Market Logic

What’s wrong with this?

Posted in behavioral econ, economics, microeconomics by mktlogic on September 6, 2010

Cost benefit analysis takes market prices as accurate indicators of how much different things are valued.  This is only a valid assumption about market price in the case where it is also assumed that people behave rationally.  If people are behaving rationally, then they are already behaving in the way which is best for their welfare.  So, there can be no argument based on cost benefit analysis to the conclusion that people should change their behavior in order to make themselves better off.

This “feels wrong” but I can’t say why.

My first reaction would be to name a counterexample like the tragedy of the commons.  If multiple parties are fishing in the same pond, no one has any incentive to leave fish behind to breed because the others will just take those fish.  So I might claim, on the basis of a cost vs benefit argument that the fishers using the pond should come up with a new arrangement like a collectively enforced quota.  Another option would be an auction where the winner buys the pond and the the winning bid is distributed equally to all of the other people who fish in that pond.  Then the winner could rent out fishing rights to the others, so there would be no major disruption.

But this is no counterexample.  Why?  Because we have to make some assumption about the rationality of the fishers.  If we assume that the fishers are not rational, then the costs of setting up an auction or a quota don’t properly reflect the value of the resources that would be used in setting up the auction or quota system.  Maybe it would still be a good idea but the results of any sort of cost/benefit analysis would be unreliable because the inputs to that analysis would be suspect.  On the other hand, if we assume that the fishers are rational, then the fact that they have not already implemented some solution to the commons problem indicates that the actual benefits of a new arrangement are not enough to overcome the actual costs.


Goodbye, homo economicus. Hello, what?

Posted in behavioral econ, economics, philosophy by mktlogic on March 27, 2009

Concerning the recent financial crisis, Anatole Kaletsky writes

“Academic economists have thus far escaped much blame for the crisis. Public anger has focused on more obvious culprits: greedy bankers, venal politicians, sleepy regulators or reckless mortgage borrowers. But why did these scapegoats behave in the ways they did? Even the greediest bankers hate losing money so why did they take risks which with hindsight were obviously suicidal? The answer was beautifully expressed by Keynes 70 years ago: “Practical men, who believe themselves to be quite exempt from any intellectual influence, are usually the slaves of some defunct economist. Madmen in authority, who hear voices in the air, are distilling their frenzy from some academic scribbler of a few years back.”

What the “madmen in authority” heard this time was the distant echo of a debate among academic economists begun in the 1970s about “rational” investors and “efficient” markets. This debate began against the backdrop of the oil shock and stagflation and was, in its time, a step forward in our understanding of the control of inflation. But, ultimately, it was a debate won by the side that happened to be wrong. And on those two reassuring adjectives, rational and efficient, the victorious academic economists erected an enormous scaffolding of theoretical models, regulatory prescriptions and computer simulations which allowed the practical bankers and politicians to build the towers of bad debt and bad policy.”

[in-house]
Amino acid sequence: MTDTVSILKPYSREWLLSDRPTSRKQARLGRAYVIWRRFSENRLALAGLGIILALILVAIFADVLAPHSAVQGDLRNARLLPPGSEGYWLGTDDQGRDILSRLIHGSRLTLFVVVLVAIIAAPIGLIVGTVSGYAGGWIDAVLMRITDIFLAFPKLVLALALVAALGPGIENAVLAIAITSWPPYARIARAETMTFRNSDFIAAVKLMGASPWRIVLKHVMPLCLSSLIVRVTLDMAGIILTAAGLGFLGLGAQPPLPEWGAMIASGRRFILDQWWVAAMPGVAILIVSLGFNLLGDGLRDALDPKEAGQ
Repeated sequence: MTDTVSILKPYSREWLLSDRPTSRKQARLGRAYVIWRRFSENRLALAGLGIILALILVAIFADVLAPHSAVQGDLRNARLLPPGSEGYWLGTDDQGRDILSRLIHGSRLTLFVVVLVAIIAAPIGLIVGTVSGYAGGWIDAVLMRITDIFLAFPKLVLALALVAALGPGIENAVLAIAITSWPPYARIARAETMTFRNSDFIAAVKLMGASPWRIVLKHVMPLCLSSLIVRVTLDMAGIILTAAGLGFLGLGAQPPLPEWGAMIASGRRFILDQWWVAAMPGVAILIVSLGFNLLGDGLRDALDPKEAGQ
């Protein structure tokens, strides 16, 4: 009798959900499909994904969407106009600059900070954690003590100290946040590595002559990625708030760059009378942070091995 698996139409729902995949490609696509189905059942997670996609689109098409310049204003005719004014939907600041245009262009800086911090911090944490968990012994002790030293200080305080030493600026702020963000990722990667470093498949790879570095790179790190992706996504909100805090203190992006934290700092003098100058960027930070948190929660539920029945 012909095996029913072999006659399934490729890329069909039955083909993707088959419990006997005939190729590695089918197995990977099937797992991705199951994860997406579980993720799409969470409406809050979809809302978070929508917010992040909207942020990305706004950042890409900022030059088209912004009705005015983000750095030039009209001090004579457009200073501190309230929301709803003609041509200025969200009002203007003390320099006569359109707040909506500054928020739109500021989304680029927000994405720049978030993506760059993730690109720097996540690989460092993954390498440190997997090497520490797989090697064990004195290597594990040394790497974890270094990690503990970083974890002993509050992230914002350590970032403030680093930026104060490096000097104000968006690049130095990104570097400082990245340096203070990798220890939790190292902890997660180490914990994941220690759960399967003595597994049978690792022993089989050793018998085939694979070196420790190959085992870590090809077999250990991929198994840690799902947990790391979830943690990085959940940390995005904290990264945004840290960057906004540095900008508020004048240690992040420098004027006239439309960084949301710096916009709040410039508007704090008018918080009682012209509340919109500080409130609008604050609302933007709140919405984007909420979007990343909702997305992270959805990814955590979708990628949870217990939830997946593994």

The whole article continues in a similar vain:

More challenging to the orthodoxy of academic economics have been approaches that rejected the principle that economic behaviour could be described by precise mathematical relationships at all. Benoit Mandelbrot, one of the great mathematicians of the 20th century, who pioneered the analysis of chaotic and complex systems, describes, in The (Mis)behaviour of Markets, how economists ignored 40 years of progress in the study of earthquakes, weather, ecology and other complex systems, partly because the non-Gaussian mathematics used to study chaos did not offer the precise answers of EMH. The fact that the answers provided by EMH were wrong seemed no deterrent to “scientific” economics.

This is fairly representative of the large number of recent articles and essays suggesting that the current economic distress calls for a rejction of some or all of what the author believes to be the mainstream approach to economics.

Some of these criticisms are valid, although the recent crisis doesn’t make them any more valid.  But most miss their targets entirely.  Eugene Fama was writing (with Mandelbrot!) about fat tails and non-Gaussian distributions since about the same time he was writing about efficient markets. Bad loans were originated mostly on the basis of data driven credit scoring models, not general equilibrium models where the representative agents have rational expectations.  And so on…

That doesn’t mean there aren’t things about economics that could use some fixing.  But the proposed solution has to offer some potential for improvement.  Theories based on animal spirits, irrational agents, etc. can explain anything but economists ought to be able to do more than point out that “anything is possible and anything can happen.”  Even after the fact, theories based on irrationality and animal spirits don’t add very much to the historical narrative.  There may come a time when economics will be improved by a deliberate effort to reconcile mainstream economics with the methods and findings of psychology and sociology.  I’ll wait until those calling for such a change can enumerate a set of new and improved theories and their concrete implications.